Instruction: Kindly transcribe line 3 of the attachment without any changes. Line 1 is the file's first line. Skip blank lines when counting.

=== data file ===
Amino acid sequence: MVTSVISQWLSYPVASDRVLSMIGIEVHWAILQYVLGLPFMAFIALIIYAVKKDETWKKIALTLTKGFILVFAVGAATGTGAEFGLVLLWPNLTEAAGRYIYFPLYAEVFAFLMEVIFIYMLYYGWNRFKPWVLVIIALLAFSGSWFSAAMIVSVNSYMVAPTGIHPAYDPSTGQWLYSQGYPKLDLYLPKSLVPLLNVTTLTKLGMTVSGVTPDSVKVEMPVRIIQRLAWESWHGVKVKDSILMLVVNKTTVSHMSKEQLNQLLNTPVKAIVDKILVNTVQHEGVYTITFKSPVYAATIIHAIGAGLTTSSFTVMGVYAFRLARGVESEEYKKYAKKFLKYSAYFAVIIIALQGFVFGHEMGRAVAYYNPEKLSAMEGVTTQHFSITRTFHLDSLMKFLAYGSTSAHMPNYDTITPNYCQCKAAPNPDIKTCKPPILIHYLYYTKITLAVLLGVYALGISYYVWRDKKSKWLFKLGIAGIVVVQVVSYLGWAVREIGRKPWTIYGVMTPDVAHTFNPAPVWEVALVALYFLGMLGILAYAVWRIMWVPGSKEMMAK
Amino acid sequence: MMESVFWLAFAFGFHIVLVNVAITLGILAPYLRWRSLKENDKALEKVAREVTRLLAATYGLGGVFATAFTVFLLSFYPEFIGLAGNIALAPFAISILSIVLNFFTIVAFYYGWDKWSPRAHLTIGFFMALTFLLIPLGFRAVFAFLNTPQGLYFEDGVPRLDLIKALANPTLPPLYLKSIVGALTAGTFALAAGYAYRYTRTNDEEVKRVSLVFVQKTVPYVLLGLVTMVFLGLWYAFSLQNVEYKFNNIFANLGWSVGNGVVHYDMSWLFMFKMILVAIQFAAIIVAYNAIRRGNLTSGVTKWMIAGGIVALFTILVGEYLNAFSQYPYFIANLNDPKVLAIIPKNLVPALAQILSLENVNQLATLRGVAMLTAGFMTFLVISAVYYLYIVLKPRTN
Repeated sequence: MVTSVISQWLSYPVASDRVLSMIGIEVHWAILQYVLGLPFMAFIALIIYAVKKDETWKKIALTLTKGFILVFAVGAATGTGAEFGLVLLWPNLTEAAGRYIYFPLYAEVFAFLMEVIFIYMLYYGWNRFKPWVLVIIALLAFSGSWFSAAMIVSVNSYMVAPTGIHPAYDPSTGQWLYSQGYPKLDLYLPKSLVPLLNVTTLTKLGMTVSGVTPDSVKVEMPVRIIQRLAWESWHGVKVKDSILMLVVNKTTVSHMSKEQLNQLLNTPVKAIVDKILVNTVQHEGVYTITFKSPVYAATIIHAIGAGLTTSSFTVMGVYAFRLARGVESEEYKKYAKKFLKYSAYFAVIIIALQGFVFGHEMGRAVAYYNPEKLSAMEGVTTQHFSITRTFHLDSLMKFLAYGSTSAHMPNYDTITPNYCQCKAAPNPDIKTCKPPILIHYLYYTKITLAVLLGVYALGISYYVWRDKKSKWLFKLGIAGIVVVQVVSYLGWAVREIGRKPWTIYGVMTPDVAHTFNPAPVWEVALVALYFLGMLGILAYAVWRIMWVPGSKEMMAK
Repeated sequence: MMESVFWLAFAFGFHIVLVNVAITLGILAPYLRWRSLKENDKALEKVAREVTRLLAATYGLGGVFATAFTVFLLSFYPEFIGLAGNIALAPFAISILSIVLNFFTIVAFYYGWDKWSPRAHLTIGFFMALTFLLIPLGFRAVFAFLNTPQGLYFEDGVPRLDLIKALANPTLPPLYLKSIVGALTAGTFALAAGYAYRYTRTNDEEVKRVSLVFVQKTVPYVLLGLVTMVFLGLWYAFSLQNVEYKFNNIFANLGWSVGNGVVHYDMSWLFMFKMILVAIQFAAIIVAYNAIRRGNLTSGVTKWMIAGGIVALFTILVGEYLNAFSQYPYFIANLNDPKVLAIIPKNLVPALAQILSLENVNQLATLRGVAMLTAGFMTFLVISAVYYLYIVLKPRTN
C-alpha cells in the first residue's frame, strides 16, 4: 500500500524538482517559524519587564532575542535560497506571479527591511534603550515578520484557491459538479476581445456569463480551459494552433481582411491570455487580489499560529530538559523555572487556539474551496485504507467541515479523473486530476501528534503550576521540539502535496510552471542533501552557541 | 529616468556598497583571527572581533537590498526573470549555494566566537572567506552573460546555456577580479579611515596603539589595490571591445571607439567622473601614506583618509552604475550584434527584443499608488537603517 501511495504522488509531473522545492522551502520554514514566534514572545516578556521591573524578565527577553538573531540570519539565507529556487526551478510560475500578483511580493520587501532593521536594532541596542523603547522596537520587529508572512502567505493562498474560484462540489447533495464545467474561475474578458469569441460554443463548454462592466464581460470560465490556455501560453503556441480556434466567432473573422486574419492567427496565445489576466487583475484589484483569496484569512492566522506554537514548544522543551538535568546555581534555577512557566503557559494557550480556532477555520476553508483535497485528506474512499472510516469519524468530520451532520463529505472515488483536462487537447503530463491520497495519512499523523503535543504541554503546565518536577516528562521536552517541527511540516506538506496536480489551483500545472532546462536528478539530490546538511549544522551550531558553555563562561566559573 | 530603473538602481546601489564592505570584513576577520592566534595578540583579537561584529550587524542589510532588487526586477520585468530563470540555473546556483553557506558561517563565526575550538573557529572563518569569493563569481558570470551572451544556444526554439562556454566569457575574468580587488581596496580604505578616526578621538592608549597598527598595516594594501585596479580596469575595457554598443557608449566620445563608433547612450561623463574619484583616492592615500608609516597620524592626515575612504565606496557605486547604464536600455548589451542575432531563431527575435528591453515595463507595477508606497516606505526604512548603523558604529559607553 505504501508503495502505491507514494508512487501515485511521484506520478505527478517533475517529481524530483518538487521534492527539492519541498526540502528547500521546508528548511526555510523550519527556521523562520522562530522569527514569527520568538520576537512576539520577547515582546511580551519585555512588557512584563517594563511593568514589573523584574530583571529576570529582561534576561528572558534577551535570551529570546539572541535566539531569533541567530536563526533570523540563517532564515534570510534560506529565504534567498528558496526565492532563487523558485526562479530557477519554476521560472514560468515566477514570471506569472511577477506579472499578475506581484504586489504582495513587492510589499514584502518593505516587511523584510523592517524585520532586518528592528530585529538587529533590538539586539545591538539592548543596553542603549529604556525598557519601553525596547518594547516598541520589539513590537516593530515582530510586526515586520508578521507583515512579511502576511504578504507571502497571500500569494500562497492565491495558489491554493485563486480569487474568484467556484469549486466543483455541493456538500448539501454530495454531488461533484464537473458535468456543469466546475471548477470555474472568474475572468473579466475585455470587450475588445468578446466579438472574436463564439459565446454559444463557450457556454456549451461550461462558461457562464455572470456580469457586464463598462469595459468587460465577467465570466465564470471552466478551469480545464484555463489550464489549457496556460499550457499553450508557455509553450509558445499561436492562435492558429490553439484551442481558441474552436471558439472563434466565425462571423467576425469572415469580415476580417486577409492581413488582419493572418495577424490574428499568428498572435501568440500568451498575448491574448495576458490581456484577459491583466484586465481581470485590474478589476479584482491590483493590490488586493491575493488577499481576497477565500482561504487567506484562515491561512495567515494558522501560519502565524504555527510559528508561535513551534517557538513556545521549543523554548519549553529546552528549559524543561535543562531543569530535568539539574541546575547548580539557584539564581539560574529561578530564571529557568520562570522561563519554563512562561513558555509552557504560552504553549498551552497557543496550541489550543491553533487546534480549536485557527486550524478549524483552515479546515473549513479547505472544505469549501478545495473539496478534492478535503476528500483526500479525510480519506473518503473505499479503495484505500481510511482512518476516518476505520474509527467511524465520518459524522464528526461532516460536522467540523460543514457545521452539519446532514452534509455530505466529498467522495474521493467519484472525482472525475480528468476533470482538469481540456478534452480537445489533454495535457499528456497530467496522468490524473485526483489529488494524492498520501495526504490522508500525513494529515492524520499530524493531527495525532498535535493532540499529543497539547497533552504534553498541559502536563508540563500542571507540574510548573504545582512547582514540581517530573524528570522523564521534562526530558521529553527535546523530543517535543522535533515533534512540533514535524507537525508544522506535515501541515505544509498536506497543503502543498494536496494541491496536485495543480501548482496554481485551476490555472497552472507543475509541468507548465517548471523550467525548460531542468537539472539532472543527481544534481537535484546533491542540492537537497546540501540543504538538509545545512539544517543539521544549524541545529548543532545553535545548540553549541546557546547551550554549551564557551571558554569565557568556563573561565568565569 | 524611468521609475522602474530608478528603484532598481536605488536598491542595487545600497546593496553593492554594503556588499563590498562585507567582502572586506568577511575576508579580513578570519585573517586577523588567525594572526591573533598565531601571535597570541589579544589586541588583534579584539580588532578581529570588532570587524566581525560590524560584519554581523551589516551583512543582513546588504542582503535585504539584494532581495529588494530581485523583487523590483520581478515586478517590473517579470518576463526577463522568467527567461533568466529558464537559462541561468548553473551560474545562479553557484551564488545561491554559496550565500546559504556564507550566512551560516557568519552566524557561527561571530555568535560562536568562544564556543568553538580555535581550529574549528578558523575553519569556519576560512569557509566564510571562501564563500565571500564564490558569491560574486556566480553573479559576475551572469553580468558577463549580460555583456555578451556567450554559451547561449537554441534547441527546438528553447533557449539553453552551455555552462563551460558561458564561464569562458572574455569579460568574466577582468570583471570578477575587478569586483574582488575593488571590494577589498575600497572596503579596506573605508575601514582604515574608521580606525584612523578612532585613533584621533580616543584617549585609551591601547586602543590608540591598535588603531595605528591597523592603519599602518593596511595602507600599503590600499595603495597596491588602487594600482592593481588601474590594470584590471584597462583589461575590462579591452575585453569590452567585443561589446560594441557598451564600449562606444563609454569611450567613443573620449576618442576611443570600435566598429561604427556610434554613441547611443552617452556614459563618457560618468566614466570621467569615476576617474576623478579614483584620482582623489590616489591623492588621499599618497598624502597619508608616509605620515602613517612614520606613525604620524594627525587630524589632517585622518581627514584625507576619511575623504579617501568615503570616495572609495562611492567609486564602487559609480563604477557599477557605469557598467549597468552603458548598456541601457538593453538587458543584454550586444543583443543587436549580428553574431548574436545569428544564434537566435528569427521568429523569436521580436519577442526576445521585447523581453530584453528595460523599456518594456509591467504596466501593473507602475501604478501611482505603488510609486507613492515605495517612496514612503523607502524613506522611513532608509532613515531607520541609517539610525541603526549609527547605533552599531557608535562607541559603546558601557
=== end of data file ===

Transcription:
Repeated sequence: MVTSVISQWLSYPVASDRVLSMIGIEVHWAILQYVLGLPFMAFIALIIYAVKKDETWKKIALTLTKGFILVFAVGAATGTGAEFGLVLLWPNLTEAAGRYIYFPLYAEVFAFLMEVIFIYMLYYGWNRFKPWVLVIIALLAFSGSWFSAAMIVSVNSYMVAPTGIHPAYDPSTGQWLYSQGYPKLDLYLPKSLVPLLNVTTLTKLGMTVSGVTPDSVKVEMPVRIIQRLAWESWHGVKVKDSILMLVVNKTTVSHMSKEQLNQLLNTPVKAIVDKILVNTVQHEGVYTITFKSPVYAATIIHAIGAGLTTSSFTVMGVYAFRLARGVESEEYKKYAKKFLKYSAYFAVIIIALQGFVFGHEMGRAVAYYNPEKLSAMEGVTTQHFSITRTFHLDSLMKFLAYGSTSAHMPNYDTITPNYCQCKAAPNPDIKTCKPPILIHYLYYTKITLAVLLGVYALGISYYVWRDKKSKWLFKLGIAGIVVVQVVSYLGWAVREIGRKPWTIYGVMTPDVAHTFNPAPVWEVALVALYFLGMLGILAYAVWRIMWVPGSKEMMAK